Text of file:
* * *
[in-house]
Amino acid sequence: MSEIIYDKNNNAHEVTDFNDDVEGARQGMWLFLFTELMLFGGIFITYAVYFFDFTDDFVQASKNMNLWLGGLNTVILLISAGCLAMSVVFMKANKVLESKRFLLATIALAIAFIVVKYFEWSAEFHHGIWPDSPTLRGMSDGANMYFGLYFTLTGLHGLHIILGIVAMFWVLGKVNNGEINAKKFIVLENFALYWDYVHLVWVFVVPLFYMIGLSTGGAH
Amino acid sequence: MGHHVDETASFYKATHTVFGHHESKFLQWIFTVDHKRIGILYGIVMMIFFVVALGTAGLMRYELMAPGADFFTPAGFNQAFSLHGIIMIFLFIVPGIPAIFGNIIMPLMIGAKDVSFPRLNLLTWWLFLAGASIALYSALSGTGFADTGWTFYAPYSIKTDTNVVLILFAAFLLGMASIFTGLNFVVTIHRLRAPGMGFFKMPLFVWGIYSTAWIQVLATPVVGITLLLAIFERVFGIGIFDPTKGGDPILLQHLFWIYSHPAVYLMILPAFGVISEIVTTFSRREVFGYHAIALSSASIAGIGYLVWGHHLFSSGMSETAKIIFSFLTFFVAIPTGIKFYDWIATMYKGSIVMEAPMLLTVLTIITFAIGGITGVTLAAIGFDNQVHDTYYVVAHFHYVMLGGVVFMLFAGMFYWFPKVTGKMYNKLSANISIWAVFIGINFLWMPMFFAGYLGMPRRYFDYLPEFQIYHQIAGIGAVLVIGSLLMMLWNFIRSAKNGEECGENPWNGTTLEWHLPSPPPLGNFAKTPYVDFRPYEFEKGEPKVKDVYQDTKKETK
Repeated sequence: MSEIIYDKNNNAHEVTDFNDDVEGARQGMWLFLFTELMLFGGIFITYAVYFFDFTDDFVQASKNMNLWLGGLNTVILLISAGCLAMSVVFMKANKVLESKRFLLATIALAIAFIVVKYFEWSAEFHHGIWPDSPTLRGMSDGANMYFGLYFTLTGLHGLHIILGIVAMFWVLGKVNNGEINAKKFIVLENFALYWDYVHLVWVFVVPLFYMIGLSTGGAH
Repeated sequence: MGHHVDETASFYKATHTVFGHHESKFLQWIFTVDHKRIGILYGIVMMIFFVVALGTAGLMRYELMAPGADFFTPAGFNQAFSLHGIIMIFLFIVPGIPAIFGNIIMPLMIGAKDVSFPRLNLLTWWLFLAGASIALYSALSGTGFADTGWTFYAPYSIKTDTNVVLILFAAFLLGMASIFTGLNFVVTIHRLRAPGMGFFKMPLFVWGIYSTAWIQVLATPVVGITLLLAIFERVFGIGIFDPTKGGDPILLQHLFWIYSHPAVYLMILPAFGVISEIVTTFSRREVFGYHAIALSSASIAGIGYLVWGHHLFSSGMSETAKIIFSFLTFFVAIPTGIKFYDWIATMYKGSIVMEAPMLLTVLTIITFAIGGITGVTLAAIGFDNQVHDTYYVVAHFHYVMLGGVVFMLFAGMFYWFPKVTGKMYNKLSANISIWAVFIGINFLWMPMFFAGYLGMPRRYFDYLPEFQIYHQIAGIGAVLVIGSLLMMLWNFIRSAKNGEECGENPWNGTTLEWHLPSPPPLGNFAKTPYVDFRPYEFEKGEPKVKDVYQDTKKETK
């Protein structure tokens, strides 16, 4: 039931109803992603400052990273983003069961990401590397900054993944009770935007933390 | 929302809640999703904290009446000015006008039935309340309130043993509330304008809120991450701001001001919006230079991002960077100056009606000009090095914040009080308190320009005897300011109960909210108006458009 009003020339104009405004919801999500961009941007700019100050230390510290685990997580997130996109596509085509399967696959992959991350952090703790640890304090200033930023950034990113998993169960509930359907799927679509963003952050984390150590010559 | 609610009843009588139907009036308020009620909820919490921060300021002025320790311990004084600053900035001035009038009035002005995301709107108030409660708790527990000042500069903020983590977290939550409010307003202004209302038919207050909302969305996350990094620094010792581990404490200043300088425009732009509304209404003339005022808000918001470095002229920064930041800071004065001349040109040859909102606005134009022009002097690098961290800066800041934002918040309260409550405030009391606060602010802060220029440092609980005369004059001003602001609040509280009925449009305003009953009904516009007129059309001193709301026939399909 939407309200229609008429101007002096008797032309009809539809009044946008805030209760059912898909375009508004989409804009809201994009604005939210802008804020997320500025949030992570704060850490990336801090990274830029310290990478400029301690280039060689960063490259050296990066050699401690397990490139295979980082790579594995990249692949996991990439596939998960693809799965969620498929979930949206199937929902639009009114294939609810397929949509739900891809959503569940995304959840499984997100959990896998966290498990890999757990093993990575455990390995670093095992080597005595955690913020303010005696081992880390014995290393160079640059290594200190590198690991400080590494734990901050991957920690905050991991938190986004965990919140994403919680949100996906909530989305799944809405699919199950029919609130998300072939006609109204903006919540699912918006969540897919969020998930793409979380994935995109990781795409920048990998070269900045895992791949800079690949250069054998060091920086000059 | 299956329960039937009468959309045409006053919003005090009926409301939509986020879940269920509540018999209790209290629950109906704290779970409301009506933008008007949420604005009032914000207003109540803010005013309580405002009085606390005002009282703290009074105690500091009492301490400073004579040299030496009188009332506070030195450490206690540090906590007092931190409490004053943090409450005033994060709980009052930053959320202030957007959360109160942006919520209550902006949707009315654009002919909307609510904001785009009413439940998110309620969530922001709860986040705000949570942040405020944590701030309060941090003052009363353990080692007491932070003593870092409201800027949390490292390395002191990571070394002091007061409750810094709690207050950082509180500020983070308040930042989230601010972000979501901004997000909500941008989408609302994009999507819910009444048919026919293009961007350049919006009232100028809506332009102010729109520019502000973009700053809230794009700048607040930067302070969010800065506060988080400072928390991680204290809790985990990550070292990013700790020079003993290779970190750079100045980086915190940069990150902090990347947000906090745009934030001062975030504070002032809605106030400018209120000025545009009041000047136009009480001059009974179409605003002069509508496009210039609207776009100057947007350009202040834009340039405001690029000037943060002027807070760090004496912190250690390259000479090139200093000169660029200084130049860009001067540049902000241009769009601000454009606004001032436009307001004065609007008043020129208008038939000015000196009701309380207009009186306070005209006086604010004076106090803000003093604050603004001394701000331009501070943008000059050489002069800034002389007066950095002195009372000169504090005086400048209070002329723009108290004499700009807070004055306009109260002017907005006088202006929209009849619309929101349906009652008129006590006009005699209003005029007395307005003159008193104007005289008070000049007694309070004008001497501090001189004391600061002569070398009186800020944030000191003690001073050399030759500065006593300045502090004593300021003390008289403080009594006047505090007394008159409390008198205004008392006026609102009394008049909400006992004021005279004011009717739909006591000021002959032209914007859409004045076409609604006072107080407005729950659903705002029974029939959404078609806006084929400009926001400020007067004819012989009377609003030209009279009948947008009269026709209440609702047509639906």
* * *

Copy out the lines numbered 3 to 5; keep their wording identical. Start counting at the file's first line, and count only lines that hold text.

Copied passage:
Amino acid sequence: MGHHVDETASFYKATHTVFGHHESKFLQWIFTVDHKRIGILYGIVMMIFFVVALGTAGLMRYELMAPGADFFTPAGFNQAFSLHGIIMIFLFIVPGIPAIFGNIIMPLMIGAKDVSFPRLNLLTWWLFLAGASIALYSALSGTGFADTGWTFYAPYSIKTDTNVVLILFAAFLLGMASIFTGLNFVVTIHRLRAPGMGFFKMPLFVWGIYSTAWIQVLATPVVGITLLLAIFERVFGIGIFDPTKGGDPILLQHLFWIYSHPAVYLMILPAFGVISEIVTTFSRREVFGYHAIALSSASIAGIGYLVWGHHLFSSGMSETAKIIFSFLTFFVAIPTGIKFYDWIATMYKGSIVMEAPMLLTVLTIITFAIGGITGVTLAAIGFDNQVHDTYYVVAHFHYVMLGGVVFMLFAGMFYWFPKVTGKMYNKLSANISIWAVFIGINFLWMPMFFAGYLGMPRRYFDYLPEFQIYHQIAGIGAVLVIGSLLMMLWNFIRSAKNGEECGENPWNGTTLEWHLPSPPPLGNFAKTPYVDFRPYEFEKGEPKVKDVYQDTKKETK
Repeated sequence: MSEIIYDKNNNAHEVTDFNDDVEGARQGMWLFLFTELMLFGGIFITYAVYFFDFTDDFVQASKNMNLWLGGLNTVILLISAGCLAMSVVFMKANKVLESKRFLLATIALAIAFIVVKYFEWSAEFHHGIWPDSPTLRGMSDGANMYFGLYFTLTGLHGLHIILGIVAMFWVLGKVNNGEINAKKFIVLENFALYWDYVHLVWVFVVPLFYMIGLSTGGAH
Repeated sequence: MGHHVDETASFYKATHTVFGHHESKFLQWIFTVDHKRIGILYGIVMMIFFVVALGTAGLMRYELMAPGADFFTPAGFNQAFSLHGIIMIFLFIVPGIPAIFGNIIMPLMIGAKDVSFPRLNLLTWWLFLAGASIALYSALSGTGFADTGWTFYAPYSIKTDTNVVLILFAAFLLGMASIFTGLNFVVTIHRLRAPGMGFFKMPLFVWGIYSTAWIQVLATPVVGITLLLAIFERVFGIGIFDPTKGGDPILLQHLFWIYSHPAVYLMILPAFGVISEIVTTFSRREVFGYHAIALSSASIAGIGYLVWGHHLFSSGMSETAKIIFSFLTFFVAIPTGIKFYDWIATMYKGSIVMEAPMLLTVLTIITFAIGGITGVTLAAIGFDNQVHDTYYVVAHFHYVMLGGVVFMLFAGMFYWFPKVTGKMYNKLSANISIWAVFIGINFLWMPMFFAGYLGMPRRYFDYLPEFQIYHQIAGIGAVLVIGSLLMMLWNFIRSAKNGEECGENPWNGTTLEWHLPSPPPLGNFAKTPYVDFRPYEFEKGEPKVKDVYQDTKKETK